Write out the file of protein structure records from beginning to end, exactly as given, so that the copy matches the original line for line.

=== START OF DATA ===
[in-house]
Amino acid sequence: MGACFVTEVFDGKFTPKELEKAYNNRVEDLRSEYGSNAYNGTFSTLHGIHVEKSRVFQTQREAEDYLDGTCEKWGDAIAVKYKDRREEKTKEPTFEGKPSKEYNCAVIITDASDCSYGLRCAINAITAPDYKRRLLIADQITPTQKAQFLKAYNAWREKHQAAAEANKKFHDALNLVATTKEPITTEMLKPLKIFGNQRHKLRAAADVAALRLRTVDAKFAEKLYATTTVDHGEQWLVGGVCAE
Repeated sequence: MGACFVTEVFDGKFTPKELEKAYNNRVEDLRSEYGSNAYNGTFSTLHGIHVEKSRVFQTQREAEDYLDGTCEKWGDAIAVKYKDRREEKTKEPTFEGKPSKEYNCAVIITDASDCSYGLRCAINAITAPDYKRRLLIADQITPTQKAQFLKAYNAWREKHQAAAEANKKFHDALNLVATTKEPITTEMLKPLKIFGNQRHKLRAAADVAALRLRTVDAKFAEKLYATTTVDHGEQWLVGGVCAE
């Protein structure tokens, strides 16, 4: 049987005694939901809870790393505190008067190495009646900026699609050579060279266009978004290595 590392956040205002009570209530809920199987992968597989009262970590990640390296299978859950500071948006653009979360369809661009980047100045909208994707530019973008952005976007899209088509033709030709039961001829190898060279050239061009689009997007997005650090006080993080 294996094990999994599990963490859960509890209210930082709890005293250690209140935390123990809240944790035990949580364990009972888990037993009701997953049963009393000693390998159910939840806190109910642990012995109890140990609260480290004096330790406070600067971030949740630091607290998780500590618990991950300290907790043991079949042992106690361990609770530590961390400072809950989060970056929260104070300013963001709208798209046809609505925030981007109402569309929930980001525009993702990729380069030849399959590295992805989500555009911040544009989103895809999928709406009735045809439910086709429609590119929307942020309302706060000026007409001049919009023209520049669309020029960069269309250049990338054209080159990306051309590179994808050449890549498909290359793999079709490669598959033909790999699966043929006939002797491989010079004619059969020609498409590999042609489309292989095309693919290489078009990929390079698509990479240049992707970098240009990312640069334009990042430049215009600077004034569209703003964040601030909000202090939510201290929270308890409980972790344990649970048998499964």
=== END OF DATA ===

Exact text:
[in-house]
Amino acid sequence: MGACFVTEVFDGKFTPKELEKAYNNRVEDLRSEYGSNAYNGTFSTLHGIHVEKSRVFQTQREAEDYLDGTCEKWGDAIAVKYKDRREEKTKEPTFEGKPSKEYNCAVIITDASDCSYGLRCAINAITAPDYKRRLLIADQITPTQKAQFLKAYNAWREKHQAAAEANKKFHDALNLVATTKEPITTEMLKPLKIFGNQRHKLRAAADVAALRLRTVDAKFAEKLYATTTVDHGEQWLVGGVCAE
Repeated sequence: MGACFVTEVFDGKFTPKELEKAYNNRVEDLRSEYGSNAYNGTFSTLHGIHVEKSRVFQTQREAEDYLDGTCEKWGDAIAVKYKDRREEKTKEPTFEGKPSKEYNCAVIITDASDCSYGLRCAINAITAPDYKRRLLIADQITPTQKAQFLKAYNAWREKHQAAAEANKKFHDALNLVATTKEPITTEMLKPLKIFGNQRHKLRAAADVAALRLRTVDAKFAEKLYATTTVDHGEQWLVGGVCAE
């Protein structure tokens, strides 16, 4: 049987005694939901809870790393505190008067190495009646900026699609050579060279266009978004290595 590392956040205002009570209530809920199987992968597989009262970590990640390296299978859950500071948006653009979360369809661009980047100045909208994707530019973008952005976007899209088509033709030709039961001829190898060279050239061009689009997007997005650090006080993080 294996094990999994599990963490859960509890209210930082709890005293250690209140935390123990809240944790035990949580364990009972888990037993009701997953049963009393000693390998159910939840806190109910642990012995109890140990609260480290004096330790406070600067971030949740630091607290998780500590618990991950300290907790043991079949042992106690361990609770530590961390400072809950989060970056929260104070300013963001709208798209046809609505925030981007109402569309929930980001525009993702990729380069030849399959590295992805989500555009911040544009989103895809999928709406009735045809439910086709429609590119929307942020309302706060000026007409001049919009023209520049669309020029960069269309250049990338054209080159990306051309590179994808050449890549498909290359793999079709490669598959033909790999699966043929006939002797491989010079004619059969020609498409590999042609489309292989095309693919290489078009990929390079698509990479240049992707970098240009990312640069334009990042430049215009600077004034569209703003964040601030909000202090939510201290929270308890409980972790344990649970048998499964």